Page 1
        Page 2
        Page 3
    Do-it yourself diagnostic key for some common vegetable diseases present in Florida home gardens
        Page 4
        Page 5
        Page 6
        Page 7
        Page 8
        Page 9
        Page 10
    Disease and nematode control
        Page 11
        Page 12
        Page 13
        Page 14
        Page 15
        Page 16
        Page 17
        Page 18
        Page 19
        Page 20
        Page 21
        Page 22
        Page 23
        Page 24
        Page 25
        Page 26
        Page 27
        Page 28
    Four keys to pesticide safety
        Page 29
    Back Cover
        Page 30
Full Text


The publications in this collection do
not reflect current scientific knowledge
or recommendations. These texts
represent the historic publishing
record of the Institute for Food and
Agricultural Sciences and should be
used only to trace the historic work of
the Institute and its staff. Current IFAS
research may be found on the
Electronic Data Information Source

site maintained by the Florida
Cooperative Extension Service.

Copyright 2005, Board of Trustees, University
of Florida


Diagn iP.fl Florida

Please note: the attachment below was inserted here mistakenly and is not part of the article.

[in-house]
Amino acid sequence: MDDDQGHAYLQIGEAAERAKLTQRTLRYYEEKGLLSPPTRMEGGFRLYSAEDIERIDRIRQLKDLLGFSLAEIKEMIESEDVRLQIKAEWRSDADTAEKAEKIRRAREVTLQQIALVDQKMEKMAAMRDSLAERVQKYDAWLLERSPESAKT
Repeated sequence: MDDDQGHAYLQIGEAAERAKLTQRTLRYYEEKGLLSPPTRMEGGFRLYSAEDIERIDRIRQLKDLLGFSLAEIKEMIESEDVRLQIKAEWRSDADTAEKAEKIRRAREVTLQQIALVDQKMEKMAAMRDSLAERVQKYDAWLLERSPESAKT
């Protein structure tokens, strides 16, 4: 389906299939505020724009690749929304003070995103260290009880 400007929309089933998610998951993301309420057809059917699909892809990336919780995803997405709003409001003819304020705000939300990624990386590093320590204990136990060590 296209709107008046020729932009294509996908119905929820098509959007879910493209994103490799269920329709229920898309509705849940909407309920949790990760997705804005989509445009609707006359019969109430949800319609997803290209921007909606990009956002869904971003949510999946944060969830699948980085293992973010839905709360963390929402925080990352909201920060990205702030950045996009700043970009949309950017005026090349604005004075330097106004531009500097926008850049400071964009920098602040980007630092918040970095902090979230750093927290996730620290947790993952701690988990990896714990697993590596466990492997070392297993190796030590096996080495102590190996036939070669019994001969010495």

Control r'Pain-
Diseases and
Nematodes in a
Home Vegetable

Florida Cooperative Extension Service
Institute of Food and Agricultural Sciences
University of Florida, Gainesville
John T. Woeste, Dean for Extension

JAN 7 107

The use of trade names in this publication is solely for the purpose of
providing specific information. It is not a guarantee, warranty, or endorse-
ment of the products named and does not signify that they are approved
to the exclusion of others.

Diagnosis and Control of
Plant Diseases and Nematodes
in a Home Vegetable Garden

Tom Kucharek and Bob Dunn*

Vegetable gardening is a popular pastime in
Florida. Many Floridians, now growing their own
vegetables, find it gratifying to display their skills.
Unfortunately, many gardeners have experienced
failures because of diseases and nematodes.